Laughter Yoga has become a household concept in Lebanon as more people are trying out this new, and might we add very enjoyable, form of stress-relief. Nothing beats laughing your cares away and, as highlighted in this interview with Laughter Yoga’s leading practitioner Sabine Jizi, it also has many health benefits we may not be aware of.
But how does Laughter Yoga benefit One Wig Stand’s key demographic: women diagnosed with or undergoing breast cancer treatment? Find out more in this special one-on-one interview with Sabine as she shares her insight with us:
1. Laughter Yoga is a new practice here in Lebanon, growing quickly in popularity. What are the main benefits of this form of yoga?
Laughter Yoga is not the typical kind of yoga we usually hear about. It is a unique concept whereby anyone can laugh for no reason. It is based on laughter and breathing exercises practiced in a group that allows people to laugh without relying on humor, jokes or comedy.
Of course, this kind of yoga has many health benefits:
- Laughter releases endorphins, giving us the “feel good” factor.
- Acts as aerobic exercise and is like “internal jogging”; 10 minutes of hearty laughter is equivalent to a 30-minute treadmill workout
- Unleashes inhibitions and breaks down barriers. It helps us deal with challenging situations in a more positive way.
- Great team-building tool, which encourages better communication.
- Helps boost our immune system which helps us resist disease.
- Tones muscles, improves respiration and circulation.
- Encourages positive thinking and creativity.
- Blood and all major organs are fully oxygenated, leaving us bursting with energy.
- Promotes cardiovascular health.
- Depression is lifted. Even chronic depression is often cured.
- People who laugh don’t worry as much as people who don’t laugh and, as such, enjoy life more.
- And lastly, laughter makes us feel good because it defuses three of the most painful emotions (fear, anger and boredom) by releasing them.
2. Yoga is recommended as a recovery therapy for women undergoing breast cancer treatment. Have you ever tried the Laughter Yoga practice with breast cancer patients? Please tell us a bit about that experience.
I haven’t held a session for women undergoing breast cancer treatment yet, but I did have the chance to meet a few incredible, powerful women during my certification training in Germany. I was astonished by what laughter had done for them, helping them undergo the treatment in so many different ways.
3. How does Laughter Yoga in particular benefit these women and how did they react to it?
Laughter Yoga is not a replacement for medical treatment, however, it does accelerate the treatment process and helps ease the pain. Laughter was like a free pill for the women I met in Germany; it helped them accept and embrace their situation, and love themselves – no matter how difficult their treatment was.
Laughter Yoga lifted their depression, helped them release their painful emotions and replace them with the “feel good” hormones (Endorphins). It also encouraged them to think positively and helped them deal with their challenging situation in a much more constructive way. It was also a great way for those women to interact together and help each other beat the disease.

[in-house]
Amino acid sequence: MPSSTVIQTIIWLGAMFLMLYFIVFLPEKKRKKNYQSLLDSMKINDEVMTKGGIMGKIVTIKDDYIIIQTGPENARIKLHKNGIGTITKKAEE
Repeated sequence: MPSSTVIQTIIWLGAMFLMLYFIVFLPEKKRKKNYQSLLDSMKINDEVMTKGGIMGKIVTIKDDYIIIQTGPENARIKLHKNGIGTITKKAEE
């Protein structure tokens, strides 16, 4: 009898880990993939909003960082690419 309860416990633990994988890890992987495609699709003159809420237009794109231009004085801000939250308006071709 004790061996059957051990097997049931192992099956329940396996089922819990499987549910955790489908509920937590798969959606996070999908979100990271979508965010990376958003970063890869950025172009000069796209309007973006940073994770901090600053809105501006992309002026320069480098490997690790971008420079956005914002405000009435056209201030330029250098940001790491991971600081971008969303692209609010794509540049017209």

It was also a great team-building exercise for them. They felt like they were part of the same team, supporting each other during this period. It certainly helped boost their immune system which accelerated the healing process. Laughter is the best medicine!
4. In your opinion, at what point during or after breast cancer treatment is it advisable to practice Laughter Yoga (or any other form of yoga)?
In my opinion, because laughter offers everybody great health benefits, women diagnosed with breast cancer should definitely practice laughter yoga during their treatment. It helps them in so many ways – even if they were not in the mood to laugh, feel positive or be happy.
The concept of Laughter Yoga is in fact based on a scientific study that says that the human body cannot differentiate between a real laugh or a fake laugh; so either way, one is likely to get the same positive health benefits.
Laughter Yoga becomes a way of thinking and living, and these women can apply it within their lives, after breast cancer, and spread it along within their own surroundings. Laughter is highly contagious!
5. Are there any questions a cancer patient should consult their doctor about before starting Laughter Yoga or can anyone do it regardless of medical conditions?
Usually, anybody can practice Laughter Yoga, but I always encourage people who have a certain medical condition to refer to their doctors first just to be on the safe side – but doctors have never restricted it.
6. Do you plan on doing more sessions for breast cancer patients here in Lebanon in the future?
I’m actually very much looking forward to holding sessions and working with women with breast cancer. I feel like I have so much to offer and teach them. Laughter Yoga will, without a doubt, help them emotionally, mentally and physically. It’s definitely a project I have been thinking about for a while now, hoping to do it in the near future.
We’d like to thank Sabine for taking the time to do this interview with us and sharing her invaluable input on this interesting, new form of yoga. We recommend anyone reading this to give Laughter Yoga a try and giggle their way to a healthier recovery and lifestyle.